The Woman in Black

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Ghostly goings–on are in store for lawyer Arthur Kipps (Harry Potter’s Daniel Radcliffe) when he’s assigned to an out–of–the–way village to review papers for the estate of a woman who hanged herself. Local villagers distrust his visit because they know more about the local, mysterious mythology. Arthur learns soon enough of the deadly history as he witnesses spooky apparitions at the abandoned estate.

ClearPlay In Action!

Though there’s not a lot of gore, The Woman in Black received its PG–13 rating mostly for its disturbing images. ClearPlay trims scenes of a girl spitting up blood, a bloody sheet, self–immolation and other shocking occurrences. About 10 instances of language are also cut. There are lots of children in peril in this film, so you may want to save this one for older members of the household.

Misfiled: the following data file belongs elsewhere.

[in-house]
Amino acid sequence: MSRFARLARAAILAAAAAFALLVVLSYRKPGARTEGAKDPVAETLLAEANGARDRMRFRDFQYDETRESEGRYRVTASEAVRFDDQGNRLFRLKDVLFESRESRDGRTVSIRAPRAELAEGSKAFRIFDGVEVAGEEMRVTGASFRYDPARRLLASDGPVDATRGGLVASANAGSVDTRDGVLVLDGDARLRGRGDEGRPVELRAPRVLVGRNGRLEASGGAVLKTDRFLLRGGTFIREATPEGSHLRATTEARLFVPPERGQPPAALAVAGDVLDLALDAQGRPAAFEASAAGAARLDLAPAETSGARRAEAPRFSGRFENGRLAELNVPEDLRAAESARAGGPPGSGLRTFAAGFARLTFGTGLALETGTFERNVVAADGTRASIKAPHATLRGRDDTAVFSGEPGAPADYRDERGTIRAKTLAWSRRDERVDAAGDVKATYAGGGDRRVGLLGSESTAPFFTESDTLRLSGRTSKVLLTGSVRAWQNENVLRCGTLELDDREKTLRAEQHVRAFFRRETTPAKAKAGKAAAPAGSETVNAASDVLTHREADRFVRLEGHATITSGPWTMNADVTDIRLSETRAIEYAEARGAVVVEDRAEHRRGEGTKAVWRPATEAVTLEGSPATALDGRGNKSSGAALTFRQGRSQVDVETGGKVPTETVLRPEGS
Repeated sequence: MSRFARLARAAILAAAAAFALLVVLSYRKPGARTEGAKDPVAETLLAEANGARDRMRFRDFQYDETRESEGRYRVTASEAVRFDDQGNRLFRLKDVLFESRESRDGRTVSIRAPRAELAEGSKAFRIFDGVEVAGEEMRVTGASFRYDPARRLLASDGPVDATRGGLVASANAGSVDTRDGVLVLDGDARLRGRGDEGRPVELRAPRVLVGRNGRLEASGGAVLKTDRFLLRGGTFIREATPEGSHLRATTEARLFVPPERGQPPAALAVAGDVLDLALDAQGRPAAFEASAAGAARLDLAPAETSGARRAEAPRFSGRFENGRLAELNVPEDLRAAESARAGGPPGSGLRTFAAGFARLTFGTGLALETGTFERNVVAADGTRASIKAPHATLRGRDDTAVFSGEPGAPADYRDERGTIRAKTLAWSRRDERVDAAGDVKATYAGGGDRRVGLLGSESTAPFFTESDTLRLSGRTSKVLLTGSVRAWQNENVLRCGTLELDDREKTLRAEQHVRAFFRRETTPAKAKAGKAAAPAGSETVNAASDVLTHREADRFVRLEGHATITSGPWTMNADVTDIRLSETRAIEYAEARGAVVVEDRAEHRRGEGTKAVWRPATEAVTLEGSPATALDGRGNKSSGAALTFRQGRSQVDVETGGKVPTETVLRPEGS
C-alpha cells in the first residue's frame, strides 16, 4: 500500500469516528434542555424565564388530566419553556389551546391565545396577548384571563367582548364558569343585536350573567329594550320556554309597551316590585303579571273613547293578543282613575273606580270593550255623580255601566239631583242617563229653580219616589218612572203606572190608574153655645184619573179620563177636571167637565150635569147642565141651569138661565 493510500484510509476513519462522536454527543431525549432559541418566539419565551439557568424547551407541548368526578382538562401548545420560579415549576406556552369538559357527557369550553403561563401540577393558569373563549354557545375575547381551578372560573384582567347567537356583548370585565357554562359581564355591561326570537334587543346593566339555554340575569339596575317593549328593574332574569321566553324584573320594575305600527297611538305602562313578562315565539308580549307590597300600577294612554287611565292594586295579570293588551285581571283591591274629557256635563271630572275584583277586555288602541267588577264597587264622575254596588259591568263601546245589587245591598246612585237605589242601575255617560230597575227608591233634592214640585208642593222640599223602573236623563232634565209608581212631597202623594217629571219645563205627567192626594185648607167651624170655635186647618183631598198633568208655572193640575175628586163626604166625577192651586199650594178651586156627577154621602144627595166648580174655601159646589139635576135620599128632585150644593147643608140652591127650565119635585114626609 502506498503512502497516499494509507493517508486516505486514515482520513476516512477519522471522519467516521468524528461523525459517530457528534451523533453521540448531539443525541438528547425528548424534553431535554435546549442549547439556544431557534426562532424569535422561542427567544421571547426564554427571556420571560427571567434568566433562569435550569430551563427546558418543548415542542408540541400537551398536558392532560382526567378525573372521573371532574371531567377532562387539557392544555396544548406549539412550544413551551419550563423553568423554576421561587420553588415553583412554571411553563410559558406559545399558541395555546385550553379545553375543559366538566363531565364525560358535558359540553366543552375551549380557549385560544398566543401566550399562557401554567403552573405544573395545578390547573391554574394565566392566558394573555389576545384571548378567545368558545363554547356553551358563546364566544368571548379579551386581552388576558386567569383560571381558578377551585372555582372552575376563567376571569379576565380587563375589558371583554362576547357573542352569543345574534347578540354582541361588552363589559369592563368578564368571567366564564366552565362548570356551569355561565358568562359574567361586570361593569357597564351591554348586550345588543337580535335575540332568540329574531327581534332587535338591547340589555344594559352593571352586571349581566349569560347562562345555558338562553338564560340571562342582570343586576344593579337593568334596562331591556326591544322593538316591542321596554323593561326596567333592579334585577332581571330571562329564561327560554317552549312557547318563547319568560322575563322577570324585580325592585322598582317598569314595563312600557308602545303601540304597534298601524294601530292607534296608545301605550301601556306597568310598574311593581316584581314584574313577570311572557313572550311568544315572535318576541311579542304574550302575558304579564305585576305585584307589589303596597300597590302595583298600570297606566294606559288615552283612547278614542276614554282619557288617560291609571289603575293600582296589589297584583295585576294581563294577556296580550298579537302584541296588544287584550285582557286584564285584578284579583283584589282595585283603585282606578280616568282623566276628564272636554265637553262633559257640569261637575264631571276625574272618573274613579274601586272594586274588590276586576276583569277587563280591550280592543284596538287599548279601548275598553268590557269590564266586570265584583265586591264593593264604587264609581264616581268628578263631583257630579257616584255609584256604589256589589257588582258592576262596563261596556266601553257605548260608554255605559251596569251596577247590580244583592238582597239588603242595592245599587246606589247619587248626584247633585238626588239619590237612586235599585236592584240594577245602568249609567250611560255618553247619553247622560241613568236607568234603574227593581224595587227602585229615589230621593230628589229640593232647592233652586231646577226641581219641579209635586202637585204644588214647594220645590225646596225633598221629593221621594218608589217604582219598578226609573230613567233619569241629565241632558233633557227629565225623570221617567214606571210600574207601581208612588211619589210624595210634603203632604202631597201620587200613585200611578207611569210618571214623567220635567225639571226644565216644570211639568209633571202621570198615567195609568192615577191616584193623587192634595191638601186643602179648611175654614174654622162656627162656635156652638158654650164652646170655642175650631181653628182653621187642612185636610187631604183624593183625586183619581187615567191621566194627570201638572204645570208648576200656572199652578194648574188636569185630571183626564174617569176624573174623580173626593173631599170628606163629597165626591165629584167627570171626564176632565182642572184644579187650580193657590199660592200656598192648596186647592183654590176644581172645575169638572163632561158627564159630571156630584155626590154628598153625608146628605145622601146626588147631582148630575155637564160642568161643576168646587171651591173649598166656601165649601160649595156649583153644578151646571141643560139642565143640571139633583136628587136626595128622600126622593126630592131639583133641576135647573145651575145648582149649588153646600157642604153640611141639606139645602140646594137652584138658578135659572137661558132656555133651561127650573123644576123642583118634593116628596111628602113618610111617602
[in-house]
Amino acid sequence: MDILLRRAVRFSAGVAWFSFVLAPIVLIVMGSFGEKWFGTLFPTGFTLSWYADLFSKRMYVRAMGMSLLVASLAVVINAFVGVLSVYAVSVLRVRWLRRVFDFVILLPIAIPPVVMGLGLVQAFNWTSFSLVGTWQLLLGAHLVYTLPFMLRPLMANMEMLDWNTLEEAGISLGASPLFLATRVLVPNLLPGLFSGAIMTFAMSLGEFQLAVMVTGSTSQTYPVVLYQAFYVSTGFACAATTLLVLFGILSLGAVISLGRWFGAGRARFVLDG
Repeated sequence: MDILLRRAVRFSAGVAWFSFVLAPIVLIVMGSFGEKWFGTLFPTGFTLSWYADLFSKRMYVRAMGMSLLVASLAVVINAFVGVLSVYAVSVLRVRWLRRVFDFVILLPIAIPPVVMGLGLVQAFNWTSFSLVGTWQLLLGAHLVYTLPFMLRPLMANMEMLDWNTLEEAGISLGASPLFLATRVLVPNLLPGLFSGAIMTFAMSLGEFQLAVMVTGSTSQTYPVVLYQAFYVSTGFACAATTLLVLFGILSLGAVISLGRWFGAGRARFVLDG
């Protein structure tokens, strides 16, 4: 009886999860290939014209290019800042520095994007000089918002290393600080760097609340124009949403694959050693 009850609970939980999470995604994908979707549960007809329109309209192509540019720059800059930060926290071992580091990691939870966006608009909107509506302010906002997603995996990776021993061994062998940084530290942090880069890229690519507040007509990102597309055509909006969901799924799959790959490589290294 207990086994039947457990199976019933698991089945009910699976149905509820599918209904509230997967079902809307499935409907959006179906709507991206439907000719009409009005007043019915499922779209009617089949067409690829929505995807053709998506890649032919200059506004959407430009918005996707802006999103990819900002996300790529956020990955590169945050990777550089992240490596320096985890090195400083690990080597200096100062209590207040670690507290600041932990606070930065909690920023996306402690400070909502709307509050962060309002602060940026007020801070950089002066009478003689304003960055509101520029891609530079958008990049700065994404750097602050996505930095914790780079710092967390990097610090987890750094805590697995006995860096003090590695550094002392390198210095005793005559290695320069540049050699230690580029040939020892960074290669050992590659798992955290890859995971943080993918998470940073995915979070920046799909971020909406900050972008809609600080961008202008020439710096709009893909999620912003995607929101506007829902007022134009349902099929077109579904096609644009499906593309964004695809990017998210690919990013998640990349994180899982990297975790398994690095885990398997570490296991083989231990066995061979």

Is it fashionable to like The Woman in Black?…

The Woman in Black may be dark but, as ghost stories go, there are some nice chills in the movie. It’s good to see Radcliffe in a non–Potter demeanor. The film is set in the early 20th Century, so its period–piece ambiance adds to the feeling of it being slightly more classy than your average spookfest.
Marty Nabhan—ClearPlay Clairvoyant
Rated PG-13 for thematic material and violence/disturbing images; 95 min; Directed by James Watkins
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